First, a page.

Chairmans Blog - February 2012


The planning officers agreed to extend the consultation period for objections to the revised application for housing on the Raynes Park Playing Fields to the end of January, from the original end date of 13th January. This was in recognition of the fact that it was put in just before Christmas and the New Year break when no-one would have this as their first priority. 

We understand that there have been a very large number of individual objections to the proposals, which are a scaled down version of the original plans, but still have 53 units of accommodation with an access route off Cannon Hill Lane. At the last moment, the developers moved the proposed all weather surface from near Southway to nearer Grand Drive and Cannon Hill Lane.  This was presumably to reduce the number of objections to floodlighting, which, while not part of this outline planning application, will undoubtedly be asked for in the future. 

It is clear to us that there is virtually universal opposition among residents to the idea of any development on these actively used sports fields. The Association has written a strong letter of objection on your behalf. 

Apart from our objections to any building on these excellent open sporting facilities, we remain very concerned about who would maintain the rest of the grounds for sporting use, if the development were allowed.  The owners are suggesting that King’s College School would take this on.  We have no doubt, of course, of the ability of the School to do so, but they have given no binding commitment to our knowledge to undertake this.  We are very conscious that when the appeal on the LESSA site was being heard by the Inspector, the School was saying very strongly that they needed that ground for their junior school sports. In his report allowing the developer’s appeal, the Inspector made it absolutely clear that his decision was based on the fact that the grounds had not been used for sports for over 10 years, and that now they would be brought back into use.  He would have been strongly influenced by the evidence from KCS. However, the School has yet to sign any agreement to take over and maintain the LESSA grounds, even though some of the housing is already occupied.  The result is that there is at present no body to maintain and run the grounds for sport.  If KCS do not take up their option, the responsibility will fall back on the Council, and we all know that they have no money or inclination to undertake this.  We have very real fears that the grounds will remain derelict, while the developers laugh all the way to the bank, having made a mockery of the planning system.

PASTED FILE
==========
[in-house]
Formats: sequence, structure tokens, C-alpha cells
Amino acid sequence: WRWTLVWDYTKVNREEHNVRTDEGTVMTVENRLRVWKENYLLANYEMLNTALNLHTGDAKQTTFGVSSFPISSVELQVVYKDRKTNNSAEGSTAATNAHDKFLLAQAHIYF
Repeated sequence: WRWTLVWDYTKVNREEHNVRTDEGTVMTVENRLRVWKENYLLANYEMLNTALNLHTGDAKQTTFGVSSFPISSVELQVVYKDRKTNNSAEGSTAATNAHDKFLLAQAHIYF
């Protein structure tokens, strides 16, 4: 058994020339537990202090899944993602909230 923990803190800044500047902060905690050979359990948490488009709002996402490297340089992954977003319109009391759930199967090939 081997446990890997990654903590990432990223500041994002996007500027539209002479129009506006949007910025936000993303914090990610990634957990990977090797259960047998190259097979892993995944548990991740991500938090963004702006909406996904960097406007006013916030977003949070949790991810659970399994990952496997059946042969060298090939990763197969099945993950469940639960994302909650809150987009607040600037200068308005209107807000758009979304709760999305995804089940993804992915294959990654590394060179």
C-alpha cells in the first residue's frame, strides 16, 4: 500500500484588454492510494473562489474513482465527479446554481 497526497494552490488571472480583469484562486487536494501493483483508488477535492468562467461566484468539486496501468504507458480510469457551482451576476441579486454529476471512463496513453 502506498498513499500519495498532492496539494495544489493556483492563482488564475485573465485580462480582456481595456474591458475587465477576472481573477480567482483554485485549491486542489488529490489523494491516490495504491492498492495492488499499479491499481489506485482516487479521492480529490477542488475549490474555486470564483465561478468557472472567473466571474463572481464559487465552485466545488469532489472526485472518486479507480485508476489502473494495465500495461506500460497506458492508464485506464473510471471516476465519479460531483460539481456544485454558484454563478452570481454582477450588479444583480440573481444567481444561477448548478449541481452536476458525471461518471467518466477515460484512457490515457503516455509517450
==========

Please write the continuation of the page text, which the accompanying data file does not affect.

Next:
We believe that it is absolutely vital that if developers are granted permission to build on part of sports grounds in future, there should be a planning condition that they should not be able to lay a single brick before there is a contractually binding agreement covering the maintenance and use of the remaining, larger, sports grounds.